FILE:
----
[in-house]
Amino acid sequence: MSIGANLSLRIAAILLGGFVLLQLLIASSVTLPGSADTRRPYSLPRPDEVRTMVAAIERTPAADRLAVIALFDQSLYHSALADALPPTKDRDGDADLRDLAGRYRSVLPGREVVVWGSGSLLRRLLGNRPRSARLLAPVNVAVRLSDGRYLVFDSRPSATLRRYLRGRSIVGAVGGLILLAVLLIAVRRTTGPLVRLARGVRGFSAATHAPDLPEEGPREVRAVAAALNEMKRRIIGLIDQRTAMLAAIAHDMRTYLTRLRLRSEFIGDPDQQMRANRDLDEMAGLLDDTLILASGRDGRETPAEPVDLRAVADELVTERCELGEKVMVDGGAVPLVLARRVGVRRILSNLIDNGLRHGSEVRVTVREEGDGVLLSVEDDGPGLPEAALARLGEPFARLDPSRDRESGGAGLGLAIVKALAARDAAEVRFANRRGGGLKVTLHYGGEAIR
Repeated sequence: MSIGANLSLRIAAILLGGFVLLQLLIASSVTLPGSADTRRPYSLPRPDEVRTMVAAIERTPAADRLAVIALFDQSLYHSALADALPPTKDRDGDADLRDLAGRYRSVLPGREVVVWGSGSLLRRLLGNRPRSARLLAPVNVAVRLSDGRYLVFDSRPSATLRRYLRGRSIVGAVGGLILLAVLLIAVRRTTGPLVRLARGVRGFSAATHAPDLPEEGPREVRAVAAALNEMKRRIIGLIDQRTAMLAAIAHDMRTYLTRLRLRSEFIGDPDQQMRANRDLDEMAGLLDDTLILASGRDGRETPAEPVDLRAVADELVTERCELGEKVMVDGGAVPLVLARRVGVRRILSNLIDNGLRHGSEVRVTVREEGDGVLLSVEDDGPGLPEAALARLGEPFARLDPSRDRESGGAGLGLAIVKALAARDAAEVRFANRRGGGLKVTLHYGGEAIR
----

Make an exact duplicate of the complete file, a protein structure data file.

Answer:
[in-house]
Amino acid sequence: MSIGANLSLRIAAILLGGFVLLQLLIASSVTLPGSADTRRPYSLPRPDEVRTMVAAIERTPAADRLAVIALFDQSLYHSALADALPPTKDRDGDADLRDLAGRYRSVLPGREVVVWGSGSLLRRLLGNRPRSARLLAPVNVAVRLSDGRYLVFDSRPSATLRRYLRGRSIVGAVGGLILLAVLLIAVRRTTGPLVRLARGVRGFSAATHAPDLPEEGPREVRAVAAALNEMKRRIIGLIDQRTAMLAAIAHDMRTYLTRLRLRSEFIGDPDQQMRANRDLDEMAGLLDDTLILASGRDGRETPAEPVDLRAVADELVTERCELGEKVMVDGGAVPLVLARRVGVRRILSNLIDNGLRHGSEVRVTVREEGDGVLLSVEDDGPGLPEAALARLGEPFARLDPSRDRESGGAGLGLAIVKALAARDAAEVRFANRRGGGLKVTLHYGGEAIR
Repeated sequence: MSIGANLSLRIAAILLGGFVLLQLLIASSVTLPGSADTRRPYSLPRPDEVRTMVAAIERTPAADRLAVIALFDQSLYHSALADALPPTKDRDGDADLRDLAGRYRSVLPGREVVVWGSGSLLRRLLGNRPRSARLLAPVNVAVRLSDGRYLVFDSRPSATLRRYLRGRSIVGAVGGLILLAVLLIAVRRTTGPLVRLARGVRGFSAATHAPDLPEEGPREVRAVAAALNEMKRRIIGLIDQRTAMLAAIAHDMRTYLTRLRLRSEFIGDPDQQMRANRDLDEMAGLLDDTLILASGRDGRETPAEPVDLRAVADELVTERCELGEKVMVDGGAVPLVLARRVGVRRILSNLIDNGLRHGSEVRVTVREEGDGVLLSVEDDGPGLPEAALARLGEPFARLDPSRDRESGGAGLGLAIVKALAARDAAEVRFANRRGGGLKVTLHYGGEAIR